School meals program needs more time | Letter

Sep 14, 2016

Editor, The Beacon:

The U.S. Department of Agriculture’s National School Lunch and School Breakfast Program was launched about three years ago and, as Mr. Terrill Cox expressed in his letter, has been met with apprehension [“Kids don’t like school lunches,” Letters, page 4, Aug. 31].

School districts across the nation have been surveyed to determine whether the program should be revised to help with the increasing costs they have encountered in trying to meet the nutritional requirements.

I believe this may be one federal program, if not abandoned and funded properly, that may have long-term benefits for the majority of school-aged youth.

The purpose of this program is to provide balanced, nutritional meals to students who buy school meals. Regardless of income, everyone is offered the same food.

Some students come from homes where healthy foods are offered on a limited basis, if at all. So, in effect, this may be their first exposure to food that is good for their minds and bodies.

As with so many aspects of child rearing, repetition is key to instilling good eating habits. Unfortunately, not every child is exposed to healthy eating habits through family education or through their local school. Financial hardships and access to nutritional foods can also be barriers.

The National Lunch and School Breakfast Program was, in part, designed to help bridge these gaps.

Unfortunately, the program’s goals have been overshadowed by calls to toss out these requirements because students aren’t choosing to eat the foods being offered.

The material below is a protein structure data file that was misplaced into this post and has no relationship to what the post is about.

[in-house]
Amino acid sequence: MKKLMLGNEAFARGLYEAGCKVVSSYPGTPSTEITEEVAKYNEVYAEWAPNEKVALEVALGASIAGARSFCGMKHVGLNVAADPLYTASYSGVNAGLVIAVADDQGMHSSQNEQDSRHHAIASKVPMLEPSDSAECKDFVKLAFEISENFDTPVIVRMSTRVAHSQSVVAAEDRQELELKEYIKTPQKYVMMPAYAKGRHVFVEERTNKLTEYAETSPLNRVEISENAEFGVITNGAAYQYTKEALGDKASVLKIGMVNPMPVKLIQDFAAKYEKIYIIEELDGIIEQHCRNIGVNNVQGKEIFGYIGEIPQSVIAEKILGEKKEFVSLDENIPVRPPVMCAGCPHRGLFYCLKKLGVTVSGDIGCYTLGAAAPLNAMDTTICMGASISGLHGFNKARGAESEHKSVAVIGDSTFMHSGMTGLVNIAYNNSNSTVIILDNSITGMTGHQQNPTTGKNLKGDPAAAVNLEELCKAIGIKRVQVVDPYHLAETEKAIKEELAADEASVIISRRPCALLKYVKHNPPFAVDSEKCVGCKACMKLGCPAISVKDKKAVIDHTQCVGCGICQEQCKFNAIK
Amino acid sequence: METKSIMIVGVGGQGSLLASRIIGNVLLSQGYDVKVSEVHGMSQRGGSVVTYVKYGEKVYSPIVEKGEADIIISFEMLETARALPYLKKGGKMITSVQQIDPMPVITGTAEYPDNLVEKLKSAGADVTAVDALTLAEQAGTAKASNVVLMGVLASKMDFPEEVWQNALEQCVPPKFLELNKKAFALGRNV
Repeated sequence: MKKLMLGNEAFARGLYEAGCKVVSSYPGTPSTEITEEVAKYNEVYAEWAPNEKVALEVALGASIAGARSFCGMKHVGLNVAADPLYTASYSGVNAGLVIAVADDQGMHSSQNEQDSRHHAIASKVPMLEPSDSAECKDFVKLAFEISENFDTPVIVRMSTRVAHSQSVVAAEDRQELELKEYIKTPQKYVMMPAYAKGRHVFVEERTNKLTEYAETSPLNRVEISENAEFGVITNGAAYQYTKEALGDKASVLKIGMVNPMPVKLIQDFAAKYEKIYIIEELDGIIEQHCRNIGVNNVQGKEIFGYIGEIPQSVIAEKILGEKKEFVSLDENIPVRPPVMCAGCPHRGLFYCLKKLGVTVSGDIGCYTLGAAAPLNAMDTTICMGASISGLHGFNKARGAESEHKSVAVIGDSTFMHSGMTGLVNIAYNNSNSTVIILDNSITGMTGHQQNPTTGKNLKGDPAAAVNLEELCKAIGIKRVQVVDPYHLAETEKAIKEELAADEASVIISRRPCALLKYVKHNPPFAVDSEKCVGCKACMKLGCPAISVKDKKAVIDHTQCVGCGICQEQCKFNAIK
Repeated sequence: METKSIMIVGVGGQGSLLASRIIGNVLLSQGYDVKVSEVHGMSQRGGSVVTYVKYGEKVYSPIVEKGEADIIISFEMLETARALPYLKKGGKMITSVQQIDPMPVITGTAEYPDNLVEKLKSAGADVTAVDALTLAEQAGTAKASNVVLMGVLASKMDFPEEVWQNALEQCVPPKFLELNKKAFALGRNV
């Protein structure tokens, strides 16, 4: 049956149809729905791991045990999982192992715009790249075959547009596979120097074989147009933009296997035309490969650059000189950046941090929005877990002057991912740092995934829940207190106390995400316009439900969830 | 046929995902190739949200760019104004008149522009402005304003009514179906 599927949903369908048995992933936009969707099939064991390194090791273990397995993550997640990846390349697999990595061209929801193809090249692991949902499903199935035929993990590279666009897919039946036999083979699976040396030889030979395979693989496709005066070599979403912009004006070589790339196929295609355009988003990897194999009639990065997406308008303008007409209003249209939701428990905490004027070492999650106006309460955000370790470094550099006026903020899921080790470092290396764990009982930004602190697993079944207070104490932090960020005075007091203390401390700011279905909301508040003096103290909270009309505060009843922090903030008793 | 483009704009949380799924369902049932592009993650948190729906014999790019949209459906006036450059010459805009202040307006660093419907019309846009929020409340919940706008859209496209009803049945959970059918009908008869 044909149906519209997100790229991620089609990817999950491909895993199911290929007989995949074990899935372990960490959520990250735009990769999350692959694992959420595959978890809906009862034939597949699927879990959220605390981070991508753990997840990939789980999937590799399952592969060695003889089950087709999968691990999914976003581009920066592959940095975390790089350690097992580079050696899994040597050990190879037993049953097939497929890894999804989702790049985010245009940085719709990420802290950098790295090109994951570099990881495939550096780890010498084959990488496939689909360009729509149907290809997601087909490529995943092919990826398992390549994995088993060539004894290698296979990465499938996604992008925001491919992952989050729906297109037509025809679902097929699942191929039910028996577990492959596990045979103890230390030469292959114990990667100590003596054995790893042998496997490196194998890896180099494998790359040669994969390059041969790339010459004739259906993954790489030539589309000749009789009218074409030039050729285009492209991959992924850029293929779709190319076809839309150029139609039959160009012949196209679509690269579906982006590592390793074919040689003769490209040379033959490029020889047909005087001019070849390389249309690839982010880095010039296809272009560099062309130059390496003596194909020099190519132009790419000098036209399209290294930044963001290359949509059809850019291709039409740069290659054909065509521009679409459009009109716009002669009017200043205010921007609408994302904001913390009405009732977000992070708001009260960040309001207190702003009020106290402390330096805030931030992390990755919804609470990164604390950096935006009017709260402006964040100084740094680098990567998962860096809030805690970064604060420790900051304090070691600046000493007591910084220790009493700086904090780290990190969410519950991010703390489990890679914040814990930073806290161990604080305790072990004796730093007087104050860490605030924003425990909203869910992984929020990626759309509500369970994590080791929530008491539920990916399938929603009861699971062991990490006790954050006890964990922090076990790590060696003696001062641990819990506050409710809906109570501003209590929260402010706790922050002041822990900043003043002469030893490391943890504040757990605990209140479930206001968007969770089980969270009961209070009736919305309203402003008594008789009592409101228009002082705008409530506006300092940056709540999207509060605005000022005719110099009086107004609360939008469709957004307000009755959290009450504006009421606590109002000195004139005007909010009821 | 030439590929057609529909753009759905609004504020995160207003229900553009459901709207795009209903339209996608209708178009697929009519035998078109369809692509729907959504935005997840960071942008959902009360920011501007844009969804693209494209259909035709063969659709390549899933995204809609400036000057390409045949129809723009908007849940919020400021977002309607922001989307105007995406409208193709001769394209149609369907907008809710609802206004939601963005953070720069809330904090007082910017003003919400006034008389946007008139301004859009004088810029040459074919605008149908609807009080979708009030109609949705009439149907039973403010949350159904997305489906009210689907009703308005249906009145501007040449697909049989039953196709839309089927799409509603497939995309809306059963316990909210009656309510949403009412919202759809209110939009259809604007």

Reports of waste and discarded food have “pundits” harking back to the days when students called the shots on what they wanted to eat.

Mr. Cox suggests that students be taught how to make healthier food choices rather than requiring them to take fruits and vegetables they don’t want. In a perfect world, this makes absolute sense.

Teachers and parents across the nation would jointly educate kids on the benefits of eating nutritional foods and, in theory, this would help eliminate protests from all sides.

He also suggests that our local schools should consider opting out of another wasteful government program.

One can certainly agree that, from a historical viewpoint, most government programs have produced waste in terms of money and resources.

Does this mean that after three years we should call for scrapping the entire program and go back to what kids like to eat at the risk of continuing to be the most obese nation on Earth?

I believe this program deserves time to be tweaked and hopefully produce better results each passing year.

Patti McBride,

Mukilteo

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